Strategies to Bridge These Differences:
Introverts communicating with Extraverts should:
Extraverts communicating with Introverts should:
Sensors prefer facts to ideas, view obstacles as problems to solve rather as conundrums to explore, prefer “tried-and-true” solutions rather than new ones, and prefer action to conception of ideas. Many actuaries tend toward being Sensors, given their strengths in precisely working with facts and details.
In contrast, Intuitives prefer new ideas and options to predictable solutions, favor innovation over practicality, and enjoy visioning and theorizing more than implementing. It should be no surprise that this preference pair, Sensors - Intuitives, experience more conflict with each other than any other preference pair. For example, imagine an Intuitive marketer enthusiastically pushing her not-fully-researched ideas on the Sensing actuary who wants to run the numbers before having a discussion. She experiences the actuarial as a “naysayer,” while the actuarial finds her analysis thin at best.
Sensors communicating with Intuitives should:
Intuitives communicating with Sensors should:
Thinkers make decisions from an objective viewpoint, thoroughly analyzing the relevant issues. They tend to question ideas and solutions before accepting them. Questioning and debating tends to be their initial reaction to most ideas. Given their focus on the task rather than the people involved, they are often perceived as impersonal. Directness and succinctness is critical to them – “beating around the bush” or indulging in painstaking details are turnoffs for them indeed.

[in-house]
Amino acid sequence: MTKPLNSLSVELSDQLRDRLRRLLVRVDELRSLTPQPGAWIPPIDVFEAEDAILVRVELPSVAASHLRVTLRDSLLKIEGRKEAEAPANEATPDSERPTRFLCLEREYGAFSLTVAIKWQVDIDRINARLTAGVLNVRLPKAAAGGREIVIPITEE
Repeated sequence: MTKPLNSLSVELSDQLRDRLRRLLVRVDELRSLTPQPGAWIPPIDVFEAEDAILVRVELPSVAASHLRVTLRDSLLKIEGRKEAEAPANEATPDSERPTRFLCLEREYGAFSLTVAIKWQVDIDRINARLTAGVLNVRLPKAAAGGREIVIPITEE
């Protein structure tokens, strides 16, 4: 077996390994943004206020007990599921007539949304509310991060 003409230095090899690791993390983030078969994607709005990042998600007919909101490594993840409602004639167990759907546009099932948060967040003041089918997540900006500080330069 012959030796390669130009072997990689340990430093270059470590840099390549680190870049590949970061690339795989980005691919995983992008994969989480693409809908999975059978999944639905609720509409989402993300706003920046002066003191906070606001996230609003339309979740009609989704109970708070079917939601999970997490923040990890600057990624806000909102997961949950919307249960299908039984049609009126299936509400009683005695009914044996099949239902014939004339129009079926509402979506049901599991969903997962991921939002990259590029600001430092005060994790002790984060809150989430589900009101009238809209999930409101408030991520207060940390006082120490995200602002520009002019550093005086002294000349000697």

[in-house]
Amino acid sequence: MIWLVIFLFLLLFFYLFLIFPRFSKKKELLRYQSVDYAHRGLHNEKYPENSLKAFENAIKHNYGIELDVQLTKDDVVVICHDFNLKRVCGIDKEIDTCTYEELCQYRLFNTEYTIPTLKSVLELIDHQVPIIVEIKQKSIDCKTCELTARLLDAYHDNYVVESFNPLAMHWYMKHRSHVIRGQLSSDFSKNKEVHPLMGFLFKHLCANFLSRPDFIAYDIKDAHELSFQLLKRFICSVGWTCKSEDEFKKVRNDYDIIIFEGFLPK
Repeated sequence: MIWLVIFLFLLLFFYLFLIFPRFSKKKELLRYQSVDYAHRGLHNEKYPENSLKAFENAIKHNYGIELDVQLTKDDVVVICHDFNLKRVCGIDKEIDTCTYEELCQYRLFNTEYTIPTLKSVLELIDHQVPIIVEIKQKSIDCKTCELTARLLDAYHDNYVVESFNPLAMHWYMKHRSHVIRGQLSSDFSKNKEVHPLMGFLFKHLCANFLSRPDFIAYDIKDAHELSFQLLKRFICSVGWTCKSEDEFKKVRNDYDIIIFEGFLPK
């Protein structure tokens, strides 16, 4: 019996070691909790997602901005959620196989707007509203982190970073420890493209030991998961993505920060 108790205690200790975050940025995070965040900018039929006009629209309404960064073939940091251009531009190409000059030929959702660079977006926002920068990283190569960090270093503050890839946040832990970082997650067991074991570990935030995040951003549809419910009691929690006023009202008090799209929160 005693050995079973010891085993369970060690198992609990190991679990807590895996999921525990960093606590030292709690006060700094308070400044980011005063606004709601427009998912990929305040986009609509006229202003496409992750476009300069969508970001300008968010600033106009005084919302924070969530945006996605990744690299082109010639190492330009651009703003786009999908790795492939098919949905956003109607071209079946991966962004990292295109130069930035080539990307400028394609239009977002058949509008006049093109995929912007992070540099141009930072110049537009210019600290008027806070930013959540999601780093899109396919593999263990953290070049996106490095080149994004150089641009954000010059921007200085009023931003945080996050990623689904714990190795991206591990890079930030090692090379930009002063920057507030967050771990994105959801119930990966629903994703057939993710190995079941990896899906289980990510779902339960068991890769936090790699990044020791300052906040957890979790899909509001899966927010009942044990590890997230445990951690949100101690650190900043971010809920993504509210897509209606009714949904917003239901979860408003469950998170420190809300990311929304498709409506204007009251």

In contrast, Feelers focus more on values and people than on the task itself. Since interpersonal harmony is a central value for Feelers, they will focus on commonalities before discussing differences that require negotiation. Feelers sometimes perceive Thinkers’ direct stance as abrupt and their debate-like nature as disconcerting.
Thinkers communicating with Feelers should:
Feelers communicating with Thinkers should:
Judgers prefer closure and organization to looseness and spontaneity, relax after completing their work (which means not a lot of relaxing!), and use lists and calendars to manage their time. Perceivers value the management of time far less and prefer room to be spontaneous and change direction. They enjoy brainstorming and exploring new possibilities far more than decision-making itself.
Judgers communicating with Perceivers should:
Perceivers communicating with Judgers should:
Like any other assessment instrument, the MBTI provides one lens among many for understanding personality and behavior. This particular lens, however, offers powerful applications for enhancing workplace communication and teamwork. When delivering information in a style sensitive to the receiver (rather than to the deliverer), individuals can be far more effective communicators. Many worry that they cannot leverage these strategies since they don’t know their colleagues or customers’ MBTI type. If that is the case, they can make their best guess; and, if those strategies are ineffective, they will know why and be able to make use of another set of strategies.
Thanks again to Liz Berney for this article about Using Myers Briggs descriptions. Liz runs Berney Associates, an organization development and training firm specializing in working with teams and training in leadership, change management and conflict resolution. Her “Team Application to MBTI” toolkit helps teams agree upon specific actions to enhance team communication and effectiveness. For more information, go to the Berney Associates directory listing.